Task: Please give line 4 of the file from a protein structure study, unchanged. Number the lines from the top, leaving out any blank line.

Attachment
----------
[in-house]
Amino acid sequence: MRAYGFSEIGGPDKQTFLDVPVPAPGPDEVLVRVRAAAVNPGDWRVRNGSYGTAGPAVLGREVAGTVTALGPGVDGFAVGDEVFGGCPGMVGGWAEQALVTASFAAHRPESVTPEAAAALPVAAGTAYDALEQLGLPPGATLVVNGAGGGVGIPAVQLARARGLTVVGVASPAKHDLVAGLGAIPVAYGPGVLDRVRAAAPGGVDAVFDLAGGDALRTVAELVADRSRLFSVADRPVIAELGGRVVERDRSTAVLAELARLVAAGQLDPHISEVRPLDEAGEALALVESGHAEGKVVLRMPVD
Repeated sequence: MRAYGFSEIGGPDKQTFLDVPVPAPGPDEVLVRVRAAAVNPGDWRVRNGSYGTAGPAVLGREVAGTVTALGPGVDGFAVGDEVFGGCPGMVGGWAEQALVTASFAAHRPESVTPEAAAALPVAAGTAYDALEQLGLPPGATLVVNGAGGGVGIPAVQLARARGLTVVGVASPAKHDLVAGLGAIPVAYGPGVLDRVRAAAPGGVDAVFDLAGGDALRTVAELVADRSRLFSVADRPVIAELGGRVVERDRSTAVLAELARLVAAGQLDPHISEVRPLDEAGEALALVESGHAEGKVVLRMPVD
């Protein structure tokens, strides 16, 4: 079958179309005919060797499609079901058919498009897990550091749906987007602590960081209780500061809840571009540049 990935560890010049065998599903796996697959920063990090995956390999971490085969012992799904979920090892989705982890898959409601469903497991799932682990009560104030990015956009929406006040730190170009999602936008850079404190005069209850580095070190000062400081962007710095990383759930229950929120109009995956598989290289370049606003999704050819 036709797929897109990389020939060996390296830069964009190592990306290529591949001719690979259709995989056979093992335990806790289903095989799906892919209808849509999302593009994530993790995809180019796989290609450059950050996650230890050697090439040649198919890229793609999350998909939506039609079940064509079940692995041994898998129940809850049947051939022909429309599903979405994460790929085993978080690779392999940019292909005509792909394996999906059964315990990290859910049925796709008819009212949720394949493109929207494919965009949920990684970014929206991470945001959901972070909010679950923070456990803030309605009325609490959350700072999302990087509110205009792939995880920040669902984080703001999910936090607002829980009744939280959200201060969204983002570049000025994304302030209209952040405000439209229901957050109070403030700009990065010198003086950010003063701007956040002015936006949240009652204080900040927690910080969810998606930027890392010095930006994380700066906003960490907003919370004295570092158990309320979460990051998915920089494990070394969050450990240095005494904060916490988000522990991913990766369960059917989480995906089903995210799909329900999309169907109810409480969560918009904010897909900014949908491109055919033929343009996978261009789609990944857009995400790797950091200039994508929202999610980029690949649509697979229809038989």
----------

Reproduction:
């Protein structure tokens, strides 16, 4: 079958179309005919060797499609079901058919498009897990550091749906987007602590960081209780500061809840571009540049 990935560890010049065998599903796996697959920063990090995956390999971490085969012992799904979920090892989705982890898959409601469903497991799932682990009560104030990015956009929406006040730190170009999602936008850079404190005069209850580095070190000062400081962007710095990383759930229950929120109009995956598989290289370049606003999704050819 036709797929897109990389020939060996390296830069964009190592990306290529591949001719690979259709995989056979093992335990806790289903095989799906892919209808849509999302593009994530993790995809180019796989290609450059950050996650230890050697090439040649198919890229793609999350998909939506039609079940064509079940692995041994898998129940809850049947051939022909429309599903979405994460790929085993978080690779392999940019292909005509792909394996999906059964315990990290859910049925796709008819009212949720394949493109929207494919965009949920990684970014929206991470945001959901972070909010679950923070456990803030309605009325609490959350700072999302990087509110205009792939995880920040669902984080703001999910936090607002829980009744939280959200201060969204983002570049000025994304302030209209952040405000439209229901957050109070403030700009990065010198003086950010003063701007956040002015936006949240009652204080900040927690910080969810998606930027890392010095930006994380700066906003960490907003919370004295570092158990309320979460990051998915920089494990070394969050450990240095005494904060916490988000522990991913990766369960059917989480995906089903995210799909329900999309169907109810409480969560918009904010897909900014949908491109055919033929343009996978261009789609990944857009995400790797950091200039994508929202999610980029690949649509697979229809038989």